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. Last Updated: 07/27/2016

Divisions Mar Timor Talks




JAKARTA, Indonesia -- East Timor's rival factions failed to make substantive progress in five days of peace talks, agreeing Wednesday only to abide by a previous agreement and leaving a number of key issues unresolved.


They couldn't even reach accord on how to continue negotiations, rejecting a proposal by the host Roman Catholic Church to set up a joint committee.


The tense negotiations were aimed at paving the way for a smooth vote in late August, when East Timorese will choose whether to become independent or gain greater autonomy within Indonesia, which invaded the former Portuguese colony in 1975.


The pro- and anti-independence forces said they would abide by a June 18 agreement to surrender their weapons and honor the referendum's outcome, no matter who wins.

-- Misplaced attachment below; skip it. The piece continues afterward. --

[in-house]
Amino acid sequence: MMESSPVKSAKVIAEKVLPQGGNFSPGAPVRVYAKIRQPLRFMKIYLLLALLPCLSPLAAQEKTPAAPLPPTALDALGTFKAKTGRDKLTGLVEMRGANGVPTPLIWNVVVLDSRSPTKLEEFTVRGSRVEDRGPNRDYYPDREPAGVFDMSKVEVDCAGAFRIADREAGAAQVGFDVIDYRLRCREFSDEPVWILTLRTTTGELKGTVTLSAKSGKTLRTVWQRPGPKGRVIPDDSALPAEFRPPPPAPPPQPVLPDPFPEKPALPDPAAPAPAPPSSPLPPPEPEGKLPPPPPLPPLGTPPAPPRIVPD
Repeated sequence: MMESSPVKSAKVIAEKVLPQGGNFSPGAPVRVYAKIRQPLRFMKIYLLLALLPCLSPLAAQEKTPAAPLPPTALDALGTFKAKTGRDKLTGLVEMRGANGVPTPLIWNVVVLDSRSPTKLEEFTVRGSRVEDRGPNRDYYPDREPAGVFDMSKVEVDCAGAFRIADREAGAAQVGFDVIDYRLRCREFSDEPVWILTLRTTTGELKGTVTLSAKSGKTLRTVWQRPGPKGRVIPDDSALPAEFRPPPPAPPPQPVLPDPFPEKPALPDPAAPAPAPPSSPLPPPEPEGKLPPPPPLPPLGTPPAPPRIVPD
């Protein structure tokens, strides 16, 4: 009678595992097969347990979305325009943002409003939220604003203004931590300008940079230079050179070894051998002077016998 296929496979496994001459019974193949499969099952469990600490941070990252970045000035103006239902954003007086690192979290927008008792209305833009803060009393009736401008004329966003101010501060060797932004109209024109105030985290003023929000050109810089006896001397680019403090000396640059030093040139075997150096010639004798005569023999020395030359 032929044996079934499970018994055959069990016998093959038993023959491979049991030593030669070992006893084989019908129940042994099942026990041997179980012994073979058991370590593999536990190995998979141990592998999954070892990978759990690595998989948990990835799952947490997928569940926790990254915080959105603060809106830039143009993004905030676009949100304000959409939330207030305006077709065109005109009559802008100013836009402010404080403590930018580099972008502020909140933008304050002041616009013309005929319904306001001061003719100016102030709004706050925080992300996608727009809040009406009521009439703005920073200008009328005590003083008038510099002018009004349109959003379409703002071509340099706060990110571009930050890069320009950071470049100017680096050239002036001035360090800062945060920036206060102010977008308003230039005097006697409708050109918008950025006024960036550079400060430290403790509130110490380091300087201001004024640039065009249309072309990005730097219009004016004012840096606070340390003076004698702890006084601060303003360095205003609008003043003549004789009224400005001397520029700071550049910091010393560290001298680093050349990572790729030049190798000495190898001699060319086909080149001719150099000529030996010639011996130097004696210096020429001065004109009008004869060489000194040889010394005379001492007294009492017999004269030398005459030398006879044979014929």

But previous promises to disarm have been broken, and deadly violence has continued. Dozens have been killed in the last two months, and thousands have fled their homes for the jungle.


Threats from anti-independence militiamen forced evacuation Wednesday of a second UN office in East Timor, a UN official said, as security for the supervisors of an independence referendum appeared to be deteriorating.


Telephone lines and power were cut off at the office in Viqueque a day after several workers were injured when a stone-throwing mob attacked the UN office in Maliana, on the other side of the half-island province.